Six Myths of Gifted Education That Lead to Overlooking Talented Minority Students

Woman reading a book to two small children

To increase the identification of gifted minority students, researchers focus on enhancing early literacy skills.

Inequality in American public education looms large in gifted education nationwide. While approximately 49 percent of public school students are minority students, they make up only about 40 percent of those in programs for gifted students.

Tonya R. Moon, a professor in the University of Virginia’s Curry School of Education, and colleagues Marcia A. Invernizzi, professor, and Catherine M. Brighton, associate dean and associate professor, are working to increase the number of underrepresented students in gifted programs.

With more than $400,000 in funding from the U.S. Department of Education for their latest project, called “Kaleidoscope,” the researchers aim to work with teachers and parents in 11 Virginia elementary schools to dispel myths about giftedness and instead see children through a different lens.

“There are absolutely exceptionally talented kids in underrepresented groups who we are missing,” Moon said.

Moon, Invernizzi and Brighton share six common myths about gifted education that are often at play when these children are overlooked.

Myth No. 1: Gifted kids are the smartest kids in class.

Brighton: It may sound counter-intuitive, but gifted kids do not always present in a classroom as the smartest, most eager learners. One potential cause could be a mismatch between the child and the available learning opportunities. Very bright children are often bored in traditional public school settings that are typified by rote learning and decontextualized information. This boredom can manifest in gifted students as off-task behaviors, disengagement with the learning, or general school apathy. It stands to reason that students – even, and maybe especially, gifted kids – need to be engaged in the learning and have something to study that is worth engaging with so that they can demonstrate their potential.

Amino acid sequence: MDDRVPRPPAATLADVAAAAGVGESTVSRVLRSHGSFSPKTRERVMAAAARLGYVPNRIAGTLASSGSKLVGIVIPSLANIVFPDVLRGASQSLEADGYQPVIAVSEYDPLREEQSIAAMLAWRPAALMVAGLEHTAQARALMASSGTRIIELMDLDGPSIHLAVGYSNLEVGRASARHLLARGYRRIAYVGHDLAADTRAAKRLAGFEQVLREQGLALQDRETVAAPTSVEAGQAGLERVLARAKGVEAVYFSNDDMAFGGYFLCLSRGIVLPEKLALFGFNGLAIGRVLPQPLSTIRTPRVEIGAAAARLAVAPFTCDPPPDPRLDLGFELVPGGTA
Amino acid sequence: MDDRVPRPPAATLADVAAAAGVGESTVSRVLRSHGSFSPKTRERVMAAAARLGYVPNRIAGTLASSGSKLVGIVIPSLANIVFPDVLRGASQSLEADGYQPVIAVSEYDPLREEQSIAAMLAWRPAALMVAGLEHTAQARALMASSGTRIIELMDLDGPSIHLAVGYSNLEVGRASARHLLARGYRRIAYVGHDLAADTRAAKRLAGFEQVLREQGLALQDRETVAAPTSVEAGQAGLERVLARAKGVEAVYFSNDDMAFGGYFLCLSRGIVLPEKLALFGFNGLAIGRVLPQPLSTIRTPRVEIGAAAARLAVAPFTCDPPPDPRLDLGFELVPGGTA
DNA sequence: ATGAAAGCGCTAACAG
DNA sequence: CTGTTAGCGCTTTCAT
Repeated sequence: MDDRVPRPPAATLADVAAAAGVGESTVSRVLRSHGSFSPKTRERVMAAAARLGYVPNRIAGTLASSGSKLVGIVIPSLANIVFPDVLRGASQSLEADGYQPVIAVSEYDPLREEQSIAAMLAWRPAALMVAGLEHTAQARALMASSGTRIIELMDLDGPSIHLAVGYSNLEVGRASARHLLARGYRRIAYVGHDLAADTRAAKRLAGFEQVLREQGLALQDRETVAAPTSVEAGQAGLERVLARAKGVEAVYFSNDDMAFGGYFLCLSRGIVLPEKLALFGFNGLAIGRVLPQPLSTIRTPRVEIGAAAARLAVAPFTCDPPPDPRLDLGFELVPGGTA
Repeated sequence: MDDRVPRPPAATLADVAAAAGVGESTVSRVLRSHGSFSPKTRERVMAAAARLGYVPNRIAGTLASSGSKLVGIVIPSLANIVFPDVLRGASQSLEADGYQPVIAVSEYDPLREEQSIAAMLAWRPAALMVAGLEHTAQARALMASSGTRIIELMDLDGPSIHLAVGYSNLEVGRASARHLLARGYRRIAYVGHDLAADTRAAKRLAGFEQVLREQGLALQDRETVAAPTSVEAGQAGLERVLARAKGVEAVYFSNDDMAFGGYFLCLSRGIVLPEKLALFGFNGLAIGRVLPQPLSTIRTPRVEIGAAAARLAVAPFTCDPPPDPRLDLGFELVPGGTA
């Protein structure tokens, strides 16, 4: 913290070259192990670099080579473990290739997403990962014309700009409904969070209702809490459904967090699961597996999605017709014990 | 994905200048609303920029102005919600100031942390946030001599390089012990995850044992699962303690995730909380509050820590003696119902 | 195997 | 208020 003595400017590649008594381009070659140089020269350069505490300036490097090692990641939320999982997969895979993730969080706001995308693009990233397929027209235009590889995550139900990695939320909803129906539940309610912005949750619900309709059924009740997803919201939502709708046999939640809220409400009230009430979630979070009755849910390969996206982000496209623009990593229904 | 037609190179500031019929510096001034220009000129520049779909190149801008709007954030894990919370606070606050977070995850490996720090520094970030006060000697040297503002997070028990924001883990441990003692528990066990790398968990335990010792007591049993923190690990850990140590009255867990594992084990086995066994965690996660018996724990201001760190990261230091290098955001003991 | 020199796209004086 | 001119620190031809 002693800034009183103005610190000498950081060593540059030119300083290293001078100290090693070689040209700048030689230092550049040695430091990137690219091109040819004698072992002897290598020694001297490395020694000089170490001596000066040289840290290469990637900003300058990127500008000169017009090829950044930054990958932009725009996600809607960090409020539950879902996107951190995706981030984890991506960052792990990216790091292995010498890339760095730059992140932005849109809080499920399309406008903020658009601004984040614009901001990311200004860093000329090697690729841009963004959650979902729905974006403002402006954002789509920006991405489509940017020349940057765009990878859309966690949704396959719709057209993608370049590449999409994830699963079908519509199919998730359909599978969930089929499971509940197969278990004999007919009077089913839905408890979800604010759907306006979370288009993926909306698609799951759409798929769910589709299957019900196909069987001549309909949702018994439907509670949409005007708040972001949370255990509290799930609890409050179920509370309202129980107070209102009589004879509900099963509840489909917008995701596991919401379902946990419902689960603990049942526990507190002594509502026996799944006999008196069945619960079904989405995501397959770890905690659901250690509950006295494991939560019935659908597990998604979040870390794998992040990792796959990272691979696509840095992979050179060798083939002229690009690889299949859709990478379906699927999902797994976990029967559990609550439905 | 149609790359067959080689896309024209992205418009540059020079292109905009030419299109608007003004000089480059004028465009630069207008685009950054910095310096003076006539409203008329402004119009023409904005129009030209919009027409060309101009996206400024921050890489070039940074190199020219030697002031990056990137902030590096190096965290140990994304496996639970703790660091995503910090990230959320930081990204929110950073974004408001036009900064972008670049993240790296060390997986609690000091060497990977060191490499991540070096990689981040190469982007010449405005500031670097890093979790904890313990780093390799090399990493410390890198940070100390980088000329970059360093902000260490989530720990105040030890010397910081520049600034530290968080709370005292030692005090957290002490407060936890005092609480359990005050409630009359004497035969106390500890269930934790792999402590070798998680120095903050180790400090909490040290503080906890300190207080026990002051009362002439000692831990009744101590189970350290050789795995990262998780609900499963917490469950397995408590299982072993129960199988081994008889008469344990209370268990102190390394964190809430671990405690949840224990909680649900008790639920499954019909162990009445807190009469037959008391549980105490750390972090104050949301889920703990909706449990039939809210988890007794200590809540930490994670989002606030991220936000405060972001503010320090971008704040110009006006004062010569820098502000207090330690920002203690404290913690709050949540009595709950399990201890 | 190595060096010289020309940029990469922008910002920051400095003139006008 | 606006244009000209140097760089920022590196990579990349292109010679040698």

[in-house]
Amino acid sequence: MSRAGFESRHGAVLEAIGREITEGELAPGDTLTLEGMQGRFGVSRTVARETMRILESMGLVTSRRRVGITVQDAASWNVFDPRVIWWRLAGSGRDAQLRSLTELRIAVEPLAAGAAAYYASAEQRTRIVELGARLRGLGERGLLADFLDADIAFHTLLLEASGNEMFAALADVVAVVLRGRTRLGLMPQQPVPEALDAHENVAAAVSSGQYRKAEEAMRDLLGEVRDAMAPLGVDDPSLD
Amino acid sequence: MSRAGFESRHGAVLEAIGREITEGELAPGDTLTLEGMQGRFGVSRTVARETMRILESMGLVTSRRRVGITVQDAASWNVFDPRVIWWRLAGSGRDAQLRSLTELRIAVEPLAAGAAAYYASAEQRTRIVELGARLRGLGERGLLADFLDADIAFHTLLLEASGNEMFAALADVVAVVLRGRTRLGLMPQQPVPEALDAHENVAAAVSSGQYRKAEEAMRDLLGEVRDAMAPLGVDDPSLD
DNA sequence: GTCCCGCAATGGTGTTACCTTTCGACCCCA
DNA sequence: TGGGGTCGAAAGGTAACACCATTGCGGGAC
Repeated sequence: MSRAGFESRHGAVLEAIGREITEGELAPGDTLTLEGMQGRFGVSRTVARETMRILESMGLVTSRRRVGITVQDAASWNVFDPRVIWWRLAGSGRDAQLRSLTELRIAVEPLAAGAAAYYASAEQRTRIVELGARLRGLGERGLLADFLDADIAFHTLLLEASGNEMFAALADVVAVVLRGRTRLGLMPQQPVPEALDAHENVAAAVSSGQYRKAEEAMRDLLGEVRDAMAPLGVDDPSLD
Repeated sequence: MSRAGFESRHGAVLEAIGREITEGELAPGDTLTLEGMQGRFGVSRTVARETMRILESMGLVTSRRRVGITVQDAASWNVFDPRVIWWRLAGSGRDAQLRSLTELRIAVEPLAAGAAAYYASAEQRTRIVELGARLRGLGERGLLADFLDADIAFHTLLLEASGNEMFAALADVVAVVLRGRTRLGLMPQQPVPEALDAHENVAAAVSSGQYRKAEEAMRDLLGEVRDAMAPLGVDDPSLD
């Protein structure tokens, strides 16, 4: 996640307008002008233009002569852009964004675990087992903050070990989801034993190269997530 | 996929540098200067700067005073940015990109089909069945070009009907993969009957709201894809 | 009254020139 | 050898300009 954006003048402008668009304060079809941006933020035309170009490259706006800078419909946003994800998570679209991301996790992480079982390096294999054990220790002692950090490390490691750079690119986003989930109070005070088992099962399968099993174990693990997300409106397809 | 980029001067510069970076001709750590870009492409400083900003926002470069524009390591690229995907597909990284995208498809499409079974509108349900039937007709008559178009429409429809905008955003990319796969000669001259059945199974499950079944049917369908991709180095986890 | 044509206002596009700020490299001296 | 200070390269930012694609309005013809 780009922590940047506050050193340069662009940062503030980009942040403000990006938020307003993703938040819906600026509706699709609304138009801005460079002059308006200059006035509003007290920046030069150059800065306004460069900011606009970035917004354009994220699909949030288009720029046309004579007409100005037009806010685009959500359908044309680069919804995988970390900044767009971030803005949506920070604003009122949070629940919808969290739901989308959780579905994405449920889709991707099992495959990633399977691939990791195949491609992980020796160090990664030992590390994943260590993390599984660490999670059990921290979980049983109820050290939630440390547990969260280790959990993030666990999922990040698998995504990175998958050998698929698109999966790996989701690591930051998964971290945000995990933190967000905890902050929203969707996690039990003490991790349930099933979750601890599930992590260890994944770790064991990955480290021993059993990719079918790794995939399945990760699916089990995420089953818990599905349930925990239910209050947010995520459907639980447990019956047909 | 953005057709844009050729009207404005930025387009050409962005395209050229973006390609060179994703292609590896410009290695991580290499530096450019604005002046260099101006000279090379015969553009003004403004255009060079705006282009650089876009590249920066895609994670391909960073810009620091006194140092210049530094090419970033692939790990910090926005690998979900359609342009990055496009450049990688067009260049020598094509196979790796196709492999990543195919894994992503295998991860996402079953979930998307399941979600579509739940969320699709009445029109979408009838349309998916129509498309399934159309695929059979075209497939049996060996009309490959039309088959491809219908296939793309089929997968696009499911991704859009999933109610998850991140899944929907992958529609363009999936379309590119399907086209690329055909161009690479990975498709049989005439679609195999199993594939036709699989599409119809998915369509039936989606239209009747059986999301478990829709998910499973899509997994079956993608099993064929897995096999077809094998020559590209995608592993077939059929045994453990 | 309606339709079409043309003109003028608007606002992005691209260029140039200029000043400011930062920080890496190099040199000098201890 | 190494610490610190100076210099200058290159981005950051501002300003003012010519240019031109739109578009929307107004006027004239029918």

Myth No. 2: All gifted kids show up to school gifted.

Brighton: While we know “smartest” doesn’t automatically equal “gifted,” very often we expect the “smartest kids” to be those who come to school with more prior knowledge than peers and who demonstrate their abundant vocabulary. While these behaviors can suggest the potential for giftedness, more often this is a reflection of the environment the students experienced prior to entering kindergarten.

Children from impoverished backgrounds, for example, come to their first formal schooling experience having been exposed to 30 million fewer words than their more privileged peers. And sometimes this delay is just part of the developmental process for some children. For example, Albert Einstein was 4 years old before he spoke and age 7 before he could read.

The purpose of the Kaleidoscope project is to provide rich, literacy-focused experiences to all students in pre-K through grade 2 in hopes of “leveling the playing field” for students and to allow sufficient time for the varied developmental paths to even out prior to the formal gifted-identification process.